Submitted by New Jersey DWI Attorney, Jeffrey Hark
1st New Jersey Appellate Court Rejects the retroactive application of the US Supreme Court’s recent decision of Missouri v. McNeely, 133 S.Ct. 152 which requires a Search Warrants for DWI Blood Sampling
In April of 2013 the U.S. Supreme Court ruled in Missouri v. McNeely, 133 S.Ct. 152 (2013), the State must obtain a search warrant prior to taking a blood sample from a suspected drunken driver. This week in State v. Atkins, New Jersey’s Appellate Division has overturned a Law Division judge who applied McNeely retroactively to a DWI blood draw case pending at the time of the Supreme Courts April Ruling. The three-judge appellate panel on Friday overturned a trial judge’s suppression of blood-sample evidence taken of a suspected drunken driver in 2010, finding that “where the police acted in reliance on established legal precedent, suppressing evidence would not serve the purpose of the exclusionary rule to deter lawless police conduct.” The DAG handling the appeal on behalf of the state argued, “The case points out some obvious thing. At the time, the police were acting in full conformity with the law. What they did was exactly right.”
Factually, defendant Adkins was arrested on Dec. 16, 2010, after his car struck a utility pole. Two passengers in his car were injured. Adkins failed several field sobriety tests and was taken into custody. Shortly after 4 a.m., several hours after he was arrested, police took Adkins to a hospital and obtained a blood sample without first obtaining his consent or getting a warrant. Adkins agreed to the test several minutes after the sample was taken but later retracted his permission. The test showed that he had a blood-alcohol content of .157 percent. Based on McNeely, Superior Court Judge M. Christine Allen-Jackson ordered the results of Adkins’ blood test suppressed. On the state’s appeal, Appellate Division Judges Susan Reisner, Carmen Alvarez and Mitchel Ostrer conceded that McNeely “changed the legal landscape in New Jersey and many other states.” But they said retroactive application was inappropriate in view of Davis v. United States, 131 S.Ct. 2419 (2011), where the exclusionary rule was found not to apply when police undertook a search “in good faith reliance on binding legal precedent in the jurisdiction where the search occurred.”In Adkins’ case, the officer likewise followed established procedure. The U.S. Supreme Court in Schmerber v. California, 384 U.S. 757 (1966), and the state Supreme Court, in State v. Dyal, 97 N.J. 229 (1984), had said that taking blood samples from suspected drunken drivers without first obtaining a warrant was permissible. The Schmerber court said an exigency was created by the dissipation of alcohol in the bloodstream. The officer also was following the procedure established in 2005 by the Attorney General’s Office in Attorney General Guidelines: Prosecution of DWI & Refusal Violations. “Consequently, when the police obtained the warrantless blood sample from Adkins, they acted pursuant to well-established legal precedent in this State,” Reisner wrote for the panel. Since there was no misconduct here, applying the exclusionary rule would not serve its purpose of deterring illegal police activity, she said.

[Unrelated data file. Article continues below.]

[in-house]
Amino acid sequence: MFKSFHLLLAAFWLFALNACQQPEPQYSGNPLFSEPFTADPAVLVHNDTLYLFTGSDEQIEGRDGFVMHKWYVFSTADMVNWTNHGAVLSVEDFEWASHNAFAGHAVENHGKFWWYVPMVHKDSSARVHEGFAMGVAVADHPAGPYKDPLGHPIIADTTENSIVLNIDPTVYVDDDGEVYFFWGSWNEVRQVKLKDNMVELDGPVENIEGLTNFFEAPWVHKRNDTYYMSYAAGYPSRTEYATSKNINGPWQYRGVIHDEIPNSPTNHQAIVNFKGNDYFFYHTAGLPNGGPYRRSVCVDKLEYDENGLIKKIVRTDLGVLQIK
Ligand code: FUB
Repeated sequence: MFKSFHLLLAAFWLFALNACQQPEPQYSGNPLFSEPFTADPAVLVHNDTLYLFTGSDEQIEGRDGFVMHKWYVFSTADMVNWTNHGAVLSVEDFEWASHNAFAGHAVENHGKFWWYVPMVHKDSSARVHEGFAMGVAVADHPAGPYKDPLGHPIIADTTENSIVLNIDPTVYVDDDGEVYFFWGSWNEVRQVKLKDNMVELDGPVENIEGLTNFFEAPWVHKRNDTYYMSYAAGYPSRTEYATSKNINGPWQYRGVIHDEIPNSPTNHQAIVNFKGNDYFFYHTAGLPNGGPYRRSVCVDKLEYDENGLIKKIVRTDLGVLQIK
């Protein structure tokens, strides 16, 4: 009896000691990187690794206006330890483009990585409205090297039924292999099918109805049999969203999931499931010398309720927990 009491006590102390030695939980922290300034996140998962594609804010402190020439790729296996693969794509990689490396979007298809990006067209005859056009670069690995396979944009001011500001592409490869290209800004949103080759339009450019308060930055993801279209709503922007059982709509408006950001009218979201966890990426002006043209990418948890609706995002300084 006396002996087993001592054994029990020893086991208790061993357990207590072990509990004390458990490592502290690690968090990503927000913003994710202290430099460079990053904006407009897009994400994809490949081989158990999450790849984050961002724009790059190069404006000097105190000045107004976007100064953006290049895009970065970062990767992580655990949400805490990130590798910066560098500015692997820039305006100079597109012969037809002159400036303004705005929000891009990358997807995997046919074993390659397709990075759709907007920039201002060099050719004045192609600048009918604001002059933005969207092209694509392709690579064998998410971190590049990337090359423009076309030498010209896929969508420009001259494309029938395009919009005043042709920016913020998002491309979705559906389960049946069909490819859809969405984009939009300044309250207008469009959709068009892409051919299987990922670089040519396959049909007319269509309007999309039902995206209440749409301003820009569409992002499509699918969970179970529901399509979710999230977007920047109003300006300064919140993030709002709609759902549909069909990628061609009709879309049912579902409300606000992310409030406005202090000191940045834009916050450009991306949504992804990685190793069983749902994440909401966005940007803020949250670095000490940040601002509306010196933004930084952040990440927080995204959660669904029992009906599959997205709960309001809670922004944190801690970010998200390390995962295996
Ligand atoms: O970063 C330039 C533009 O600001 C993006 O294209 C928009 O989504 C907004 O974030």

“[H]ere there was not a mistake by the police, good faith or otherwise,” Reisner said. “[T]hey were conducting themselves in a manner sanctioned by decades of precedent.”■
There are also several issues I believe are at play based on the appellate division’s ruling. First, there was no argument made that the defendant was or was not able to give consent, ‘ or was so prostrate of his facilities’ that was unable to give consent. Arguably, the appeals court was not willing to endorse a defendant’s withdraw of ‘consent’ once he realized what was going to happens when the police took his blood. Then I believe the theme that runs between the lines of the court’s decision was that the defendant was not so totally intoxicated with drugs, other substances, or alcohol. His BAC was .157. Yes that is almost double the .08 legal limit, however, he did not have such a high level of intoxication with other drugs that would have precluded him from understanding what was happening at the police department and later at the hospital. In other words, he know that he was going to have a high BAC even several hours later at the hospital and should not benefit from his change of mind at the hospital. Finally, I feel the court did read into the case the fact that the defendant should not be entitled to benefit from the police departments several hour delay. Remember, Adkins was not taken to the hospital immediately after his arrest; but rather several hours later. Why is that important? From the time of arrest to several hours later the defendant’s BAC could have been lowered .034-.05 percent; or from .207 down to the .157 reading at the time the blood was drawn! I have an appeal pending addressing these additional issues.